Investor weighs in on digital health startups' relevancy, immediate opportunities

By Brian Dolan
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Krupa calls the prospect of a Castlight Health IPO a "Kitty Hawk Moment" for digital health, referring to the first Wright Brothers' flight that demonstrated that flying in airplanes was possible.

"Castlight's platform is not going to be the only one, there are health plans building similar platforms to this one, but I think they are the first ones that are saying ‘I’m going to build a platform to help consumers with some of the burdens that are already here in some ways, but that is coming in a more significant manner down the road.’ I think it is great for digital health. I think it is the beginning of taking it from a niche spot where maybe you can collect 5 percent or 10 percent of the people that care, and broaden it to where everyone will begin to care."

One of the focus areas in digital health today that Krupa pointed to as particularly misguided is social.

"I think we are a few generations away from social," he said. "I know I’m going to sound like I’m a grumpy old man by saying that, but what I mean is, you can’t be social until you are relevant. That is a simple idea, but I keep seeing these ideas for large social networks built around healthcare. I think they are going to come, but I think they are going to come to people much differently than the media social networks got to people, because let’s face it: there is nothing entertaining about healthcare, nothing fascinating about it, and it’s a responsibility that you probably don’t want. Before you can get to the point where it is social, you have to get to the point where it matters."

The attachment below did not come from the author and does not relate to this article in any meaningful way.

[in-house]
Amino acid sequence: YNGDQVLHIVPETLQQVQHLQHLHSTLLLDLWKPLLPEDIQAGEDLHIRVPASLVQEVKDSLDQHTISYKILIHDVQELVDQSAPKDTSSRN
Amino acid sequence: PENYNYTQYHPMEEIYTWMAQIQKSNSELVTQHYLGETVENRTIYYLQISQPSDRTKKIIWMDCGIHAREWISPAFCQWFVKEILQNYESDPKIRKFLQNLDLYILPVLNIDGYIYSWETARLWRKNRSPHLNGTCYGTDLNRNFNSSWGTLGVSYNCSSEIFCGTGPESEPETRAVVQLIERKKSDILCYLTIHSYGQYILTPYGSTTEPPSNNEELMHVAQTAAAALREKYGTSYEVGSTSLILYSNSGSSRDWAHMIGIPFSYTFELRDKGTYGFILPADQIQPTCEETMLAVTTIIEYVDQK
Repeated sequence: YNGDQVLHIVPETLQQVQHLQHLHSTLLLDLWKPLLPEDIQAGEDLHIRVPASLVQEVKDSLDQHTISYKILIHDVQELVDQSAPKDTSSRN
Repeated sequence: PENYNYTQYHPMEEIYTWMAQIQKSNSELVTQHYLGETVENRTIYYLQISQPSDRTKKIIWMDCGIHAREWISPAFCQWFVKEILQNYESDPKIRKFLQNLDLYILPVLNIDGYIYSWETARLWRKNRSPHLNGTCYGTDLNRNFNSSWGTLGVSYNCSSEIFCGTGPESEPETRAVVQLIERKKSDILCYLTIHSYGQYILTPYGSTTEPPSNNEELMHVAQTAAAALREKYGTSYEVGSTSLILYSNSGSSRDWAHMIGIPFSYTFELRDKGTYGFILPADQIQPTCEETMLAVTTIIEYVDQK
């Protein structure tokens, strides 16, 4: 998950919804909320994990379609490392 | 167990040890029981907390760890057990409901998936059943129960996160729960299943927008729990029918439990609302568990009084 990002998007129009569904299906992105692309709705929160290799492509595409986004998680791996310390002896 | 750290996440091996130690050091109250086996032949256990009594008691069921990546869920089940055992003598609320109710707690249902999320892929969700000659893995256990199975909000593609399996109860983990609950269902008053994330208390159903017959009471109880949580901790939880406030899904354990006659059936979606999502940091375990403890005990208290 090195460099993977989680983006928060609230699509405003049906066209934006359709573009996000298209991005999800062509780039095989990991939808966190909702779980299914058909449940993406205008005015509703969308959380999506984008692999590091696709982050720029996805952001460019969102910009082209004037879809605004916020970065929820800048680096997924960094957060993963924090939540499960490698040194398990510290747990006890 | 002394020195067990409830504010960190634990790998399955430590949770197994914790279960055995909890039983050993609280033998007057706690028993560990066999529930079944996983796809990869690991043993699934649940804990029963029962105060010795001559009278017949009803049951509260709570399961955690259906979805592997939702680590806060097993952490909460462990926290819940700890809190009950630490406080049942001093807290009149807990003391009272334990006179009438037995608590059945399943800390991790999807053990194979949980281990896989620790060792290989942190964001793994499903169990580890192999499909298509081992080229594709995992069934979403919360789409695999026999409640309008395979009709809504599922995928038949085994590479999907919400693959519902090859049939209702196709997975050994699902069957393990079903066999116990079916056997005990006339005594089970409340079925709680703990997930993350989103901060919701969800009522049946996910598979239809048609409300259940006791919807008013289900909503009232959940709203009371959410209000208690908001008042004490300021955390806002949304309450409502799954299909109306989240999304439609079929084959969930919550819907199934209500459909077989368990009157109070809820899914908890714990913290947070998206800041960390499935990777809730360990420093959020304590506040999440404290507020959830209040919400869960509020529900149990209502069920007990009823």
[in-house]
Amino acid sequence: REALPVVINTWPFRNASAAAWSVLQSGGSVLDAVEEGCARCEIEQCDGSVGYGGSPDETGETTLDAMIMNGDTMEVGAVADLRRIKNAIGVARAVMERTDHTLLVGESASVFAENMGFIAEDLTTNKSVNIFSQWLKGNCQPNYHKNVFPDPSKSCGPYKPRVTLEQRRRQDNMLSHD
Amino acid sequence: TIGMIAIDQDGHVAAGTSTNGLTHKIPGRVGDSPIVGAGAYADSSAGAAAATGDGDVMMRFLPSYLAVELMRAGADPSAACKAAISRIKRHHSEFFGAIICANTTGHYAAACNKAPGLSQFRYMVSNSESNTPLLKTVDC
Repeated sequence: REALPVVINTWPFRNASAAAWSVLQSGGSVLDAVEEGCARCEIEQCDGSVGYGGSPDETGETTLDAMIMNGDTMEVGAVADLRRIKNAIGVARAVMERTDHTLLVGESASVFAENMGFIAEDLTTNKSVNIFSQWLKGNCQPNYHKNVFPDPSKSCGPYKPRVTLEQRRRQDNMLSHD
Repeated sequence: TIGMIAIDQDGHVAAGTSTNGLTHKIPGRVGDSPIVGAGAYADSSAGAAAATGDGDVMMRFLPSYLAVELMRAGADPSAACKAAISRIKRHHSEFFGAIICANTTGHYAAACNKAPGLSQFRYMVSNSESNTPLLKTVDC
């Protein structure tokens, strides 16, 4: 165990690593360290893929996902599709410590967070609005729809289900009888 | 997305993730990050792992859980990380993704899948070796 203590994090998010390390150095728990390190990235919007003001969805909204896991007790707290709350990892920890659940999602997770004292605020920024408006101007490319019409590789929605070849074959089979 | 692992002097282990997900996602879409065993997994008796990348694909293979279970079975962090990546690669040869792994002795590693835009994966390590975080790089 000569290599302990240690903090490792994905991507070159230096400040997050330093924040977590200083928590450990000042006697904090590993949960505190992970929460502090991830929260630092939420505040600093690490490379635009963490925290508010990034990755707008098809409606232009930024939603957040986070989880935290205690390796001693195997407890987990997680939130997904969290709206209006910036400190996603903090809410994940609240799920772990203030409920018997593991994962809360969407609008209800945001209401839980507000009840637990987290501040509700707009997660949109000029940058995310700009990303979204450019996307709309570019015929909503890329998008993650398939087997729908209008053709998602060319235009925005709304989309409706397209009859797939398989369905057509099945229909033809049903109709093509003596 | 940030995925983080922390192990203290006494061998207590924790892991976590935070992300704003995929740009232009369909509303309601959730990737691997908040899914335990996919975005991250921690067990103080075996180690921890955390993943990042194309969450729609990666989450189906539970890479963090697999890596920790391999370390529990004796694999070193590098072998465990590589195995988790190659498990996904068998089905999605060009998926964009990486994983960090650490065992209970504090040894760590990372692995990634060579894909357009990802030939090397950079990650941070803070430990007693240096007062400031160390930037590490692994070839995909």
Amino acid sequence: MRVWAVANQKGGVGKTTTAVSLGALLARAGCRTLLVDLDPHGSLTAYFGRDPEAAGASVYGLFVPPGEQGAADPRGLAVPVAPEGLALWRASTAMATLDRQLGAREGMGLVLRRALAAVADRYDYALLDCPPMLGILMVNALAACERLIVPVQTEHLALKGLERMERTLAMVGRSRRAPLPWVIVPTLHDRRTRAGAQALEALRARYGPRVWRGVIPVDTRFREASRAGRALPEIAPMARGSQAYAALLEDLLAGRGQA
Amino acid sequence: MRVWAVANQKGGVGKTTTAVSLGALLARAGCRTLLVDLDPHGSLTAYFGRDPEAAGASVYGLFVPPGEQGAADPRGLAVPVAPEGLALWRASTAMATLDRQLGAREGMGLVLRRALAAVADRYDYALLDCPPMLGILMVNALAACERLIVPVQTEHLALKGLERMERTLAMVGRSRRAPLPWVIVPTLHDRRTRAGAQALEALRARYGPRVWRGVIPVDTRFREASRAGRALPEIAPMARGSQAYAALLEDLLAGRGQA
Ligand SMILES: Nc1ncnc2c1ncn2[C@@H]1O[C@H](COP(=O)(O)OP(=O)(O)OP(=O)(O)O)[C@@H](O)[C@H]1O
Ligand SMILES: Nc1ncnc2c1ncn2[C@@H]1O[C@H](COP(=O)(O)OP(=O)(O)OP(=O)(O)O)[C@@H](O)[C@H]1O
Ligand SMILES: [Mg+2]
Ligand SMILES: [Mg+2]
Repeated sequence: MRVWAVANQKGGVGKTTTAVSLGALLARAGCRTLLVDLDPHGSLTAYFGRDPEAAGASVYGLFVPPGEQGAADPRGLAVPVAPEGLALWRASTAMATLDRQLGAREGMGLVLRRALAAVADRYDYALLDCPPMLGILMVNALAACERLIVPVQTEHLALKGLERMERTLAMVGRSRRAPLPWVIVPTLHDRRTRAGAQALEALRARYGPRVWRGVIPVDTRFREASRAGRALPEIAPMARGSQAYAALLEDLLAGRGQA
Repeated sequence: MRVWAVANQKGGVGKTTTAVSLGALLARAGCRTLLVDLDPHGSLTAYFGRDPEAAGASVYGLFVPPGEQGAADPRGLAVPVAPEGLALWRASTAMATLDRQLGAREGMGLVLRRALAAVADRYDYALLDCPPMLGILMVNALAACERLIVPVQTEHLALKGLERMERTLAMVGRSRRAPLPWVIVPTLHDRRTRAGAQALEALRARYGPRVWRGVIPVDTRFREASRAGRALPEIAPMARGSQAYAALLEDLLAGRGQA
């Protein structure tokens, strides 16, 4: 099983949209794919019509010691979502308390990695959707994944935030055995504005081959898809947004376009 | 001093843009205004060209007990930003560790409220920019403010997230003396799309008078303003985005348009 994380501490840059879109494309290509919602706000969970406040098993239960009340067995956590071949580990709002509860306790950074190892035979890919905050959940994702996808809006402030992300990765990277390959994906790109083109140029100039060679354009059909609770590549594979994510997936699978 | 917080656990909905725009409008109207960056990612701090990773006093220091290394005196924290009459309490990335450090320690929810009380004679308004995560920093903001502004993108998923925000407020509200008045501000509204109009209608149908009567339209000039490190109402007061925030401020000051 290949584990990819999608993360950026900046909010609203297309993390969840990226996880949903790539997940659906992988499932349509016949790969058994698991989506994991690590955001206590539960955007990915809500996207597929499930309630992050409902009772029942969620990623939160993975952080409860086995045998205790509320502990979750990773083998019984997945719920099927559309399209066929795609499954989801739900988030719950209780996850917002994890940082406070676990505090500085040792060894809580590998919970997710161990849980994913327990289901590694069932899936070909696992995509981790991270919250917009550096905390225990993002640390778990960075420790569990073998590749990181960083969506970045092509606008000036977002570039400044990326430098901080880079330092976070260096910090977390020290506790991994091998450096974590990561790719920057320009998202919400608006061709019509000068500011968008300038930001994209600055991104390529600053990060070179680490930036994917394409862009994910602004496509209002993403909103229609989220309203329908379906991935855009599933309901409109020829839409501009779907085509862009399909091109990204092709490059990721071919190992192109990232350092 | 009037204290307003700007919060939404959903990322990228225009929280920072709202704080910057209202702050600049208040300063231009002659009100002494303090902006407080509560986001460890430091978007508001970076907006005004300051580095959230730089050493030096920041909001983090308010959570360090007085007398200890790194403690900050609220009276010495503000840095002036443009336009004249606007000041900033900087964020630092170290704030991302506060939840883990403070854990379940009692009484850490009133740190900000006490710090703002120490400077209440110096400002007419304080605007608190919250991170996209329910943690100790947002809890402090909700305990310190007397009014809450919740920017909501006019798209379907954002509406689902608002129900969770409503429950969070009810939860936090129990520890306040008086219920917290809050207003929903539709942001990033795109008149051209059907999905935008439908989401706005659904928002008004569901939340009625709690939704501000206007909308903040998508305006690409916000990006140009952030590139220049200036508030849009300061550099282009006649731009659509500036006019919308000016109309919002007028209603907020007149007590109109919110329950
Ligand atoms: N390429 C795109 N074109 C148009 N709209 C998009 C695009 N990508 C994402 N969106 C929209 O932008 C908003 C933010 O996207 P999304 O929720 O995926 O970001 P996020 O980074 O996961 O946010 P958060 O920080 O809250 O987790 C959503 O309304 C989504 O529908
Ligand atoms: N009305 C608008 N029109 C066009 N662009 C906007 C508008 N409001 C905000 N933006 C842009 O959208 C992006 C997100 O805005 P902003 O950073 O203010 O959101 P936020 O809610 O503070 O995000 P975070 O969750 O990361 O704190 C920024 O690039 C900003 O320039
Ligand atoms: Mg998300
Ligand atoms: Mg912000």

Krupa said while many digital health startups are onto great ideas the market might not be ready for them for a few more years.

"I look at a lot of startups where I say, the capital requirement to build up this business to get it to where there is a great product, there may not be a market there right away until a lot of these great changes really take place," he said. "Where it stands today, only 10 or 15 percent if people buy their own health insurance. We haven’t had this huge waves of people to jump on these public health exchanges – yet. Maybe because they don’t work or because people don’t think they are valuable at this stage of the game, but over time that will change. It will change out of necessity. That will make people be more [engaged with their own] healthcare just like they are into whatever else they are doing as a regular part of their lives."

While Krupa said social networks focused on particular communities of patients are finding traction, the bigger opportunities for social networks for the broader population that gets sick and then well again or injured and then well again won't take hold unless there is a culture change where the average person is more concerned about their own health.

Similarly, Krupa said the fitness market is growing but it is still includes a small percentage of people.